Image Source: Pexels
The most recent Fed decision unmistakably signaled that rate cuts are clearly planned for 2024, putting all central bankers on notice it is time to switch gears. Judging from the Fed’s dot plan forecasts, its members anticipate three rate cuts in 2024, four cuts in 2025, and three in 2026. The 3 cuts in 2024 amount to a 0.75% drop in the Fed funds rate. However, many bond market participants expect rate cuts to add up to a 1.5 % drop in 2024.Global bond markets reacted instantly. The benchmark 10-year US Treasury yield, a barometer for long term rates, fell below 4 percent for the first time since August. The policy-sensitive two-year yield slipped to its lowest point since May. The dramatic fall in yields reversed the thinking over the past couple of months which maintained that rates would remain “higher for longer”. The Fed put that slogan to rest.Shortly after the Fed’s announcement, the ECB and the Bank of England both held their rates steady but did not tip their hats in the direction of imminent rate cuts. Nonetheless, investors know that the Fed sets the narrative for central banks worldwide. These European bankers noted that inflation rates were coming down at a very encouraging pace. The head of the ECB, Christine Lagarde, did not rule out rate cuts total 1.5% in 2024. Consequently, European bond markets have also undergone a dramatic drop in yields. This brings us to the rather strange position adopted by the Governor of the Bank of Canada, Tiff Macklem when he says:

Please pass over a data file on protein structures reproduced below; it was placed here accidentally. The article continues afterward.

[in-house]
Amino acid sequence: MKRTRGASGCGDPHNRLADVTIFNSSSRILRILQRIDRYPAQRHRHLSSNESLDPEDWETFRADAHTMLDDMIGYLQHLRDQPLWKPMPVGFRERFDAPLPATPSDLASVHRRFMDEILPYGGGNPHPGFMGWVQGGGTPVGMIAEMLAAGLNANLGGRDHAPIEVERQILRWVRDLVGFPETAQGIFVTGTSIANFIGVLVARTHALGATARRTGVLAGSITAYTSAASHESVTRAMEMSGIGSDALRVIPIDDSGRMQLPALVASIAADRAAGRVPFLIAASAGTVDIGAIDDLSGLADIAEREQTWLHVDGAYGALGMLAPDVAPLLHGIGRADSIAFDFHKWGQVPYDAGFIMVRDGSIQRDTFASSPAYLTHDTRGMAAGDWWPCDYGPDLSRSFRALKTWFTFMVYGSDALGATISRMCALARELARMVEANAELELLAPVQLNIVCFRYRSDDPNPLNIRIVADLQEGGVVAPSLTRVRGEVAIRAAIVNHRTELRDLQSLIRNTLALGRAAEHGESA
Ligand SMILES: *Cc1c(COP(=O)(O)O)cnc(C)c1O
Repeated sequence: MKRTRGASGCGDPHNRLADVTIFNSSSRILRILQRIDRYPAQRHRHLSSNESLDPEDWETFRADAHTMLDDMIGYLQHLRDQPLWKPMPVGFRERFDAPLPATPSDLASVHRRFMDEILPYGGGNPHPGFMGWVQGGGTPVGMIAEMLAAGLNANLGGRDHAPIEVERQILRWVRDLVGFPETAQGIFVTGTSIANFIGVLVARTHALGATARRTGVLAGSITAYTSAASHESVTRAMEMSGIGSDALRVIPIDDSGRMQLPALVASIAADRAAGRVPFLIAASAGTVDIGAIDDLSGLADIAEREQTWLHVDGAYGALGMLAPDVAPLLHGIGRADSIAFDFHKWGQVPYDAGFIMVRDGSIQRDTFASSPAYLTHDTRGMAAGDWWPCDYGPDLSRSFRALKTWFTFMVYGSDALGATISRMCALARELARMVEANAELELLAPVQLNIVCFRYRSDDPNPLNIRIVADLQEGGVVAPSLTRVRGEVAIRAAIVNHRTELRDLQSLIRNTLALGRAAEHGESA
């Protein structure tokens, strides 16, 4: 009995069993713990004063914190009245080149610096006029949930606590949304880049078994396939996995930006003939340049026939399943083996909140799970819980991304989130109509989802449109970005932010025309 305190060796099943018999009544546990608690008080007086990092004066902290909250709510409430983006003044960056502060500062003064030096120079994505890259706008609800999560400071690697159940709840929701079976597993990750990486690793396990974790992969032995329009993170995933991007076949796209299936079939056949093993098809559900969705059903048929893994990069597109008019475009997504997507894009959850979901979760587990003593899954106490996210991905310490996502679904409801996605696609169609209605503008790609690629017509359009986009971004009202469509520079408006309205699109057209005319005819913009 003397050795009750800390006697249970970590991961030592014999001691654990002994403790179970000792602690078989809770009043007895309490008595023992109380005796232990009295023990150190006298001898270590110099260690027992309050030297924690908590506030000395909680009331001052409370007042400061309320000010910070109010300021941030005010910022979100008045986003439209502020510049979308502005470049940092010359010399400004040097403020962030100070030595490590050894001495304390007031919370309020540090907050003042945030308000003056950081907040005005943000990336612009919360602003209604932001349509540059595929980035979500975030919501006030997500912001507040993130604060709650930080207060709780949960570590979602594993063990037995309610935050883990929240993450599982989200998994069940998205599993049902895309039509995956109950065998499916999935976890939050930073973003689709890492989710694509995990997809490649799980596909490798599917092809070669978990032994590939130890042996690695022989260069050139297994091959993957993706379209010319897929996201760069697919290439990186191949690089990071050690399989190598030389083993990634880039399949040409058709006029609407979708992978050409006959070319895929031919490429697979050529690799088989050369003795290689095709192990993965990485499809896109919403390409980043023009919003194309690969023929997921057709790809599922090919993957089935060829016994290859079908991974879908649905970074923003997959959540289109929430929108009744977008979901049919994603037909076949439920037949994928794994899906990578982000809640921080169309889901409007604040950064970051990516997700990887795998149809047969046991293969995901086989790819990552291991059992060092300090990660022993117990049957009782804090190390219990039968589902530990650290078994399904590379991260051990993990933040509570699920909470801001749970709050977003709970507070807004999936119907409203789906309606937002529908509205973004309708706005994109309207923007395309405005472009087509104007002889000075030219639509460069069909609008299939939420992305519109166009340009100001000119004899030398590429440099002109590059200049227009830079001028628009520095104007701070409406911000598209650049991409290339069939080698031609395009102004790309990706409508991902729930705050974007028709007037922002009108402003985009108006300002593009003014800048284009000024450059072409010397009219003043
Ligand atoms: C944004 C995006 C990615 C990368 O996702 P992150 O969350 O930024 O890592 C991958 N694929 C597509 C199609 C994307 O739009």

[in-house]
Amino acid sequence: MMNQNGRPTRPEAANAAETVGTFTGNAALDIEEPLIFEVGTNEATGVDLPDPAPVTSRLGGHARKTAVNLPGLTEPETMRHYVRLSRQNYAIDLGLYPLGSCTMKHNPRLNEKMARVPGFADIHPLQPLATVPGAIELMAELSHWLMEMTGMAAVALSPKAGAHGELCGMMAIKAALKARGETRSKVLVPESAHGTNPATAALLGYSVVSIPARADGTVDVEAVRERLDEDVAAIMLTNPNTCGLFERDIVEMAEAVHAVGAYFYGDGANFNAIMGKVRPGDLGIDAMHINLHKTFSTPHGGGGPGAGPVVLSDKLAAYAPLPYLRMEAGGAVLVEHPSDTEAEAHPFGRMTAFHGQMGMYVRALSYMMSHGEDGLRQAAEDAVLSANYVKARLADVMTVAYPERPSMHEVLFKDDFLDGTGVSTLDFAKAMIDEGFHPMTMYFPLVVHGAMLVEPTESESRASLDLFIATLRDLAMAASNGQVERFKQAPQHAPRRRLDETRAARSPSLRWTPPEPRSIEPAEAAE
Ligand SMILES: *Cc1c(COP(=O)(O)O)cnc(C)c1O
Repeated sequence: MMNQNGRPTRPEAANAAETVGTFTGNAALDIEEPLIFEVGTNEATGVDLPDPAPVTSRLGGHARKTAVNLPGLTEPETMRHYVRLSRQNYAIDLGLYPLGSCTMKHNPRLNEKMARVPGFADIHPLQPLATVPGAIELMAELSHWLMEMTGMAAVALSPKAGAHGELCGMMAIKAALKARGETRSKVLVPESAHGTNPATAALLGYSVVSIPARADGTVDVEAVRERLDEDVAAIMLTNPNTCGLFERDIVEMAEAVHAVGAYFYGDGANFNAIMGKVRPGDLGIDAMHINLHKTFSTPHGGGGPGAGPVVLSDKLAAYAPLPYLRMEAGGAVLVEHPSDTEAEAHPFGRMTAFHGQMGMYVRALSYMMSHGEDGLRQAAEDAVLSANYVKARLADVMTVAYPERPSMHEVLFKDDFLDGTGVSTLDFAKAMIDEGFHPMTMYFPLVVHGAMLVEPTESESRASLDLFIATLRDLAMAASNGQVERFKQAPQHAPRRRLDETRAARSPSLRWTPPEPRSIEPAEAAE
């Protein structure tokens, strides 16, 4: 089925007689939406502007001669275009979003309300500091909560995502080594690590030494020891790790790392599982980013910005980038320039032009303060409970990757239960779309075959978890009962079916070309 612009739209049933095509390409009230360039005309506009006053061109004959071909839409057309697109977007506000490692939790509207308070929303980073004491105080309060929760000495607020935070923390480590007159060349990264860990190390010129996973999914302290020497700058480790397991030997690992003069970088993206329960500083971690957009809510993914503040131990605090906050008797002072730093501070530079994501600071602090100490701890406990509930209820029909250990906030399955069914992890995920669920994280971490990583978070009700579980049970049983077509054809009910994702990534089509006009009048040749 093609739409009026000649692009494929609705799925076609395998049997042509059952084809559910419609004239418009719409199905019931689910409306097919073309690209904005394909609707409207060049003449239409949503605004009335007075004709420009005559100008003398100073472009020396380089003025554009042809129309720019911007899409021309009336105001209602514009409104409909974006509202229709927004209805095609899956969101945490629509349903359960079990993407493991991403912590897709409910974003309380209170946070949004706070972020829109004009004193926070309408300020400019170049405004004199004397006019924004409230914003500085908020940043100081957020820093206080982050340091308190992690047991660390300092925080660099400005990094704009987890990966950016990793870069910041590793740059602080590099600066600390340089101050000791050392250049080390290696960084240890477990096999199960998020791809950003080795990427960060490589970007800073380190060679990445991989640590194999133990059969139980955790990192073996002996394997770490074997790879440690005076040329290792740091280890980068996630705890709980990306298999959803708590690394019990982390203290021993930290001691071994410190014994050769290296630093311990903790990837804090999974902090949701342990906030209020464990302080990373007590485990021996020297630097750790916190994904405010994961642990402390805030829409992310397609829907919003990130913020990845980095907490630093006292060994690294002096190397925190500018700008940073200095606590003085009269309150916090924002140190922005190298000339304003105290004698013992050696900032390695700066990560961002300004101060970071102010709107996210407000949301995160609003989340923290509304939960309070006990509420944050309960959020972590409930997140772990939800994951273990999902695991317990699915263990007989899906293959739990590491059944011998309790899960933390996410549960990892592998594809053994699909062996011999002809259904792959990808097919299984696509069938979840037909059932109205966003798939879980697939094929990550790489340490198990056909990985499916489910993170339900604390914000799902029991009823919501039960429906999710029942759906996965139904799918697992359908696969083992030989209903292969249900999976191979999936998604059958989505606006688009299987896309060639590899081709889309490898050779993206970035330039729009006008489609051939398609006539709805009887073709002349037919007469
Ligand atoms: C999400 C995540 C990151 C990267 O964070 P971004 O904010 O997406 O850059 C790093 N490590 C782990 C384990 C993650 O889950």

“We have not started having that discussion (about cutting rates) because it’s too early to have that discussion. We’re still discussing whether we raised interest rates enough and how long they need to stay where they are.”
The Bank goes even further in arguing that it is still prepared to raise rates should the need arise. The Governor made it clear that Canadians’ rates were not coming down any time soon, putting it on a divergent path from the U.S. Federal Reserve. How realistic is the Bank of Canada’s ability to maintain rates at these levels while the US indicates it will reverse course?
Canadian economists are, by and large, not buying the Bank’s protest against cutting rates. Two prominent economists, Ben Tal of the CIBC and David Rosenberg, make a convincing case that the Bank of Canada will likely cut rates by as much as 1.5% in response to negative growth and lower inflation rates.More By This Author:The Mortgage Market Is Contributing To The Decline Of The Canadian Economy Canadian Banks Signal Trouble Lies Just Around The Corner The Bank Of Canada Is Finished Raising Rates Now For When To Consider Cutting Rates